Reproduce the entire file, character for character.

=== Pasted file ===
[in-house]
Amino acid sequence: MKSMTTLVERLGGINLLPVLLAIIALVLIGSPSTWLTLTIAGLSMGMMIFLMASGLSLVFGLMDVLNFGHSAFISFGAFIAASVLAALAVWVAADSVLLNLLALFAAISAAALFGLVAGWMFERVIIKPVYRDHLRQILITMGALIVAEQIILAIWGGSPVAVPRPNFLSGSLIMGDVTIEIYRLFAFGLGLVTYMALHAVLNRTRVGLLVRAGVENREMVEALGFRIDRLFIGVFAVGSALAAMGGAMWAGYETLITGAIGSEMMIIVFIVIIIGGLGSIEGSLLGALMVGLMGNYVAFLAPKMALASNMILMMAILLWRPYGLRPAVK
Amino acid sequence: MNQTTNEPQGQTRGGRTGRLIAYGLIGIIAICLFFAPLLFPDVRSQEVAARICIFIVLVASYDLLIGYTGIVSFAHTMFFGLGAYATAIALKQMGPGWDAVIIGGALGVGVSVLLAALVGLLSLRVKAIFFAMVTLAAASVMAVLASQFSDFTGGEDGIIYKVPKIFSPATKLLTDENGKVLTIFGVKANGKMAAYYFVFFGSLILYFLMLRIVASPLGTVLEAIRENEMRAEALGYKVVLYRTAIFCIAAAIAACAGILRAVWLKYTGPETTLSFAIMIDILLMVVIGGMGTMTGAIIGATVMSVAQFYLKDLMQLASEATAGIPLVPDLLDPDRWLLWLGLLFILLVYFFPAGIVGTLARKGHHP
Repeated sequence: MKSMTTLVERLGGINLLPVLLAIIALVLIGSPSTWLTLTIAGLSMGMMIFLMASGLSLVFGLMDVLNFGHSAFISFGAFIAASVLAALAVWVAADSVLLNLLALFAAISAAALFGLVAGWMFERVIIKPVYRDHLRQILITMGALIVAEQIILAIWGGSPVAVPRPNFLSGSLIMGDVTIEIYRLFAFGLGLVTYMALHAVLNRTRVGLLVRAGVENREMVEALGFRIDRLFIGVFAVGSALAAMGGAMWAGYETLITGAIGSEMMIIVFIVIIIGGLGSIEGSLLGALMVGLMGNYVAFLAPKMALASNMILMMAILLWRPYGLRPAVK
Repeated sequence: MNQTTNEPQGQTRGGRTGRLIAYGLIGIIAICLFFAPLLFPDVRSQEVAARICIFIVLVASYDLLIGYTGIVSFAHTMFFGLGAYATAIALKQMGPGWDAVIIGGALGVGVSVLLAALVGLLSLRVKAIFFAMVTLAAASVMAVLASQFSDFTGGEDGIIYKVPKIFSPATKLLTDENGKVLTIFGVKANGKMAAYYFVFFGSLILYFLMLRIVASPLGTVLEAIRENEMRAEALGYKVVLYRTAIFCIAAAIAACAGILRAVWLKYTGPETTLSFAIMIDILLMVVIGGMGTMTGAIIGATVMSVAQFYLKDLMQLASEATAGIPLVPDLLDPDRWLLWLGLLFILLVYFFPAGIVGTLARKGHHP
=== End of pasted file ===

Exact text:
[in-house]
Amino acid sequence: MKSMTTLVERLGGINLLPVLLAIIALVLIGSPSTWLTLTIAGLSMGMMIFLMASGLSLVFGLMDVLNFGHSAFISFGAFIAASVLAALAVWVAADSVLLNLLALFAAISAAALFGLVAGWMFERVIIKPVYRDHLRQILITMGALIVAEQIILAIWGGSPVAVPRPNFLSGSLIMGDVTIEIYRLFAFGLGLVTYMALHAVLNRTRVGLLVRAGVENREMVEALGFRIDRLFIGVFAVGSALAAMGGAMWAGYETLITGAIGSEMMIIVFIVIIIGGLGSIEGSLLGALMVGLMGNYVAFLAPKMALASNMILMMAILLWRPYGLRPAVK
Amino acid sequence: MNQTTNEPQGQTRGGRTGRLIAYGLIGIIAICLFFAPLLFPDVRSQEVAARICIFIVLVASYDLLIGYTGIVSFAHTMFFGLGAYATAIALKQMGPGWDAVIIGGALGVGVSVLLAALVGLLSLRVKAIFFAMVTLAAASVMAVLASQFSDFTGGEDGIIYKVPKIFSPATKLLTDENGKVLTIFGVKANGKMAAYYFVFFGSLILYFLMLRIVASPLGTVLEAIRENEMRAEALGYKVVLYRTAIFCIAAAIAACAGILRAVWLKYTGPETTLSFAIMIDILLMVVIGGMGTMTGAIIGATVMSVAQFYLKDLMQLASEATAGIPLVPDLLDPDRWLLWLGLLFILLVYFFPAGIVGTLARKGHHP
Repeated sequence: MKSMTTLVERLGGINLLPVLLAIIALVLIGSPSTWLTLTIAGLSMGMMIFLMASGLSLVFGLMDVLNFGHSAFISFGAFIAASVLAALAVWVAADSVLLNLLALFAAISAAALFGLVAGWMFERVIIKPVYRDHLRQILITMGALIVAEQIILAIWGGSPVAVPRPNFLSGSLIMGDVTIEIYRLFAFGLGLVTYMALHAVLNRTRVGLLVRAGVENREMVEALGFRIDRLFIGVFAVGSALAAMGGAMWAGYETLITGAIGSEMMIIVFIVIIIGGLGSIEGSLLGALMVGLMGNYVAFLAPKMALASNMILMMAILLWRPYGLRPAVK
Repeated sequence: MNQTTNEPQGQTRGGRTGRLIAYGLIGIIAICLFFAPLLFPDVRSQEVAARICIFIVLVASYDLLIGYTGIVSFAHTMFFGLGAYATAIALKQMGPGWDAVIIGGALGVGVSVLLAALVGLLSLRVKAIFFAMVTLAAASVMAVLASQFSDFTGGEDGIIYKVPKIFSPATKLLTDENGKVLTIFGVKANGKMAAYYFVFFGSLILYFLMLRIVASPLGTVLEAIRENEMRAEALGYKVVLYRTAIFCIAAAIAACAGILRAVWLKYTGPETTLSFAIMIDILLMVVIGGMGTMTGAIIGATVMSVAQFYLKDLMQLASEATAGIPLVPDLLDPDRWLLWLGLLFILLVYFFPAGIVGTLARKGHHP